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Is Egg Freezing Only for White Women?

Monday 23 May 2016

By RENIQUA ALLEN

MAY 21, 2016

IT all started with these little chocolate colored pink and blue ceramic babies. They were a strange Christmas gift from an older family friend who, I assumed, didn’t realize that baby figurines were better suited for a person with a nursery and not someone who uses her spare bedroom for dirty laundry.

But the friend, Ms. Rosalie, made it clear that these brown babies on rocking horses were not a mistake. They were a reminder that my childbearing years were slowly ticking away, and that I should try to have a child soon whether or not I was married. I nervously laughed and hid the gift in the basement of my mother’s house.

A few months later, after an unsurprising breakup, I looked at the fading surgery scar across my abdomen — the remnant of surgery I had eight years earlier to remove uterine fibroids and treat endometriosis — and realized it was time to heed Ms. Rosalie’s advice. I started thinking about freezing my eggs.

A lot of people are talking about egg freezing: It’s the latest perk for professional women at companies like Facebook and Apple; it’s being marketed as a welcome solution for millennial women who want more control over their reproductive lives. It’s moving more mainstream. But few of the women having these conversations are black, and few of the discussions are geared toward black women.

A survey conducted by researchers at the Fertility Center at New York University Langone Medical Center and New York University School of Medicine found that between 2005 and 2011, 80 percent of respondents who had frozen eggs at their center to preserve fertility were white. Four percent were black. In my own small anecdotal survey, none of my close-knit circle of black female friends in their 30s had considered the procedure.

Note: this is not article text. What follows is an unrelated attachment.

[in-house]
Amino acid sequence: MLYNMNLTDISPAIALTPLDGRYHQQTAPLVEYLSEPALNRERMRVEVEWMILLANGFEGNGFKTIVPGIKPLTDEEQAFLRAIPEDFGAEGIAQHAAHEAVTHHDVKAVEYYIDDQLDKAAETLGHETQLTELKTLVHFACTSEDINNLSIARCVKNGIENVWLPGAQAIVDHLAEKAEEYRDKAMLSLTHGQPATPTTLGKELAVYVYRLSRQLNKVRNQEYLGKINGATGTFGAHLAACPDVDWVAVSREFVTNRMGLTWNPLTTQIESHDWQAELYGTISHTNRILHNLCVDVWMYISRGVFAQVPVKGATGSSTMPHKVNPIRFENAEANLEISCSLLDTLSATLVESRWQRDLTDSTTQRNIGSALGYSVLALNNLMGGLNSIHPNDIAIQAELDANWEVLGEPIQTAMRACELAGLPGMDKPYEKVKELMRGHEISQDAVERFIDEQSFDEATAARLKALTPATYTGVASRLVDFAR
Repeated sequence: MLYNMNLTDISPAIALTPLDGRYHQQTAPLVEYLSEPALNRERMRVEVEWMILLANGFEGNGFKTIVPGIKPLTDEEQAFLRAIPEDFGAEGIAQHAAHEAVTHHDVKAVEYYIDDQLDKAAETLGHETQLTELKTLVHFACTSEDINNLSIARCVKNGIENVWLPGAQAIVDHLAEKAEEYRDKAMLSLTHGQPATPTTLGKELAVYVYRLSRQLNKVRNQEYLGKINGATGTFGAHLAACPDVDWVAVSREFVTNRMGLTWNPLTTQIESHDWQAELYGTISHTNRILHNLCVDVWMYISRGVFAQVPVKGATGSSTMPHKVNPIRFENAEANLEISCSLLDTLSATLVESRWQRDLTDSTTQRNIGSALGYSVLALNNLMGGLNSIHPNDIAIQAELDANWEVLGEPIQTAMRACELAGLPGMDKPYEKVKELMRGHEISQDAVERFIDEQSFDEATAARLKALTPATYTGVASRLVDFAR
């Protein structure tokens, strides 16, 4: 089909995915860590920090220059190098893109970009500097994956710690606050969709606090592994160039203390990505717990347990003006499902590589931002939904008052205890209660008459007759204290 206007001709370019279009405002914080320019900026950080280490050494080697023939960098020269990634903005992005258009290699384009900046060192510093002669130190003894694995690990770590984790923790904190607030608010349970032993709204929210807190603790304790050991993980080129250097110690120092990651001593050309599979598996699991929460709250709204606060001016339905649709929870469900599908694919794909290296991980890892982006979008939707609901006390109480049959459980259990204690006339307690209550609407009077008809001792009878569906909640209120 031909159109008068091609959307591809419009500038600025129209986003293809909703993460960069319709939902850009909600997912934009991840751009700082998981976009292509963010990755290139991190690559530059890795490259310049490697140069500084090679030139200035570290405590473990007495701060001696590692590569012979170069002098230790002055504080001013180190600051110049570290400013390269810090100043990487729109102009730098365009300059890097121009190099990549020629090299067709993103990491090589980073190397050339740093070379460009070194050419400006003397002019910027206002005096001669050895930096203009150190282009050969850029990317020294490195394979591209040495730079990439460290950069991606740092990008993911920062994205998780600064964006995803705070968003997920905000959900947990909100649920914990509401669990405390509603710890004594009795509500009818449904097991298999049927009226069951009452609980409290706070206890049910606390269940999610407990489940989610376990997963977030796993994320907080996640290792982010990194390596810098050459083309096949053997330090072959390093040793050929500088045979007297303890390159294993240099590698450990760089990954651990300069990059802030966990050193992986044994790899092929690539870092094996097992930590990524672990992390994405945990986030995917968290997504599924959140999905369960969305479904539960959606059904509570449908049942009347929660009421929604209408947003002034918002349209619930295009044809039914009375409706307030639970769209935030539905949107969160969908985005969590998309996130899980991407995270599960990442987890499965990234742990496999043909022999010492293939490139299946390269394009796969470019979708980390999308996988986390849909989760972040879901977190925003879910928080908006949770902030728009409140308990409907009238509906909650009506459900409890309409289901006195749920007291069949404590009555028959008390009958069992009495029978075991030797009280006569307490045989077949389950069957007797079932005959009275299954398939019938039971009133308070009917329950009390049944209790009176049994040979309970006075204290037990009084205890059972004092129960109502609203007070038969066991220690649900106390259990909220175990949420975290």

Part of the problem is superficial — the photos of happy patients on fertility websites and brochures don’t look much like me, so it didn’t seem like egg freezing was targeted toward me, even though I am a professional woman in my 30s. It felt like my community had been left behind in this new path to maternal “empowerment” that centers on elite white women, who have long been thought of as the model of femininity and motherhood.

My concern went deeper than whitewashed brochures, and even beyond the price, though with costs starting around $10,000 in many cases, that is a factor. While assisted reproductive technology can help women delay motherhood, it can also help them eventually decide to do it on their own.

Considering this procedure opens up the possibility that I could become a single mom as a black woman. I worried about becoming a stereotype, a stigma, despite coming from a loving, stable, middle-class single-parent home myself.

Still, I wanted to know more about my options. I thought I might get some of my questions answered during an information session at a downtown New York City fertility clinic, where the room was lily-white, both in terms of attendees and aesthetics.

I was uncharacteristically quiet during the session, perhaps because I was only one of a handful of nonwhite women and one of only two black women in the crowded space. I wanted to ask the other black woman in the room, who happened to be sitting next to me, what she thought: Did she have concerns about stigma? Lingering worry about the history of black women and forced sterility treatments — was this a front for secret government tests? Fear that she would be seen, negatively, as a “baby mama” — a term that even the very much married Michelle Obama once had thrown in her face?

But racial solidarity today can be a tricky thing, valuable to some and a disdainful reminder of the past to others. So I stayed silent and imagined what it would feel like to tell someone I had a kid on my own.

Black women aren’t given the luxury of having their nontraditional choices appear to be new and radical. When we make “unconventional” decisions around reproduction, we’re stigmatized. Or labeled angry. Or lonely. Or difficult. We’re robbed of our agency to do and be anything that’s outside of the boundaries of whatever is perceived as normal.